09 July 2015

The MPs who have been elected to Commons select committees – some for the first time, others as old hands – doubtless have a good idea why they put themselves forward. But who can tell them what makes the difference between being a really effective select committee member and simply making up the numbers?

Based on the interviews and workshops conducted as part of its recently published research on the impact of select committees on government, the Institute for Government has published a short pamphlet which aims to do just that. The pamphlet draws together the views and ideas of people with experience of interacting with committees – MPs, ministers, civil servants and others – to provide advice to new committee members on how to approach their role.

So what is the advice for select committee members?

First, that it is important for a committee to decide on its overall direction. As a select committee member you need to know what outcomes you are trying to achieve so that your committee can maintain an overall sense of focus when you are making decisions about what impact you want from individual inquiries. At the same time, as an individual you should recognise your own unique contribution – play to your strengths, make the most of your knowledge and contacts, and show an appropriate degree of commitment to your committee’s work.

Being well informed is essential if you want to do your job well. This means you need to understand your department and the policy context it is operating in. This will enable you to identify the right subjects for inquiry and the right questions to ask, as well as earning you the respect of those with whom you interact.

When you are setting up inquiries, our interviewees told us you should think carefully about what evidence you need and design your approach accordingly. Your ability to get the best out of witnesses will depend on your ability to adapt your questioning style and question effectively. You also need to ensure that you design the outputs of your inquiries for the impact you are trying to achieve. Different sorts of reports and outputs may be appropriate depending on the audience you are trying to reach and what you are trying to tell them.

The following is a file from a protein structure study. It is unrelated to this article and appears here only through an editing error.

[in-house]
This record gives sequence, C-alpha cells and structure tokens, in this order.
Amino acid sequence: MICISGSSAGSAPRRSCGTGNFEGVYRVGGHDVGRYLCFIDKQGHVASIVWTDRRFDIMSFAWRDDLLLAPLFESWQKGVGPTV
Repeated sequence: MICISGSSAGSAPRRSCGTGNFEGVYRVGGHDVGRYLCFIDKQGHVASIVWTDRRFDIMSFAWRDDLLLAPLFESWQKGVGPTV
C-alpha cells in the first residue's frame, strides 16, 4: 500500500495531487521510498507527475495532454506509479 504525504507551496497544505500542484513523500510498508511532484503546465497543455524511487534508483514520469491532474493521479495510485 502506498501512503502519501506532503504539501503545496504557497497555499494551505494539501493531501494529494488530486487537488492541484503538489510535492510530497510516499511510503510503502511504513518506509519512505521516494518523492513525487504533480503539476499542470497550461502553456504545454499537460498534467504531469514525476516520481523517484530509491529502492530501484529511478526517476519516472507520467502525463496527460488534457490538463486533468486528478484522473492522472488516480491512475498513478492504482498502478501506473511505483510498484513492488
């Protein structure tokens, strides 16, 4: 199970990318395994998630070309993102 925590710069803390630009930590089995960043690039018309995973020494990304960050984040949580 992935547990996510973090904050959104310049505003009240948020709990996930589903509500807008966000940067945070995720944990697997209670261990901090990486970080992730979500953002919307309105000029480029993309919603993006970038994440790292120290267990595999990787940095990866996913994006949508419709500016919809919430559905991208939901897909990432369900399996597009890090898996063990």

But a report is not the end of the inquiry process. We were told again and again that is important to follow up on inquiries and evaluate them. Sometimes even if your recommendations are adopted by government they may not lead to the outcome you envisaged. Stay focused on outcomes. Also, seek feedback from others – including witnesses, government and civil society – on whether your committee is achieving the impact it wanted, including whether you are making best use of the resources available to you.

Most committee members have a strong sense that they are conducting scrutiny at least in part on behalf of the public. But if engagement with the public is important to you don’t assume that it will happen automatically. We heard that committees need to find innovative ways to engage the public at all stages of their inquiries. This can include appropriate use of the media which is also useful for putting pressure on government. But use the media with caution – those we spoke to were highly critical of those committee members who were seen to be raising their own profile rather than publicising an issue.

The role of select committee member is only one of the many hats an MP will wear during their time in Westminster. How they approach the job is a matter for them. But the collective wisdom captured in the Institute’s new pamphlet is offered in a spirit of helping them make the most of this vital role.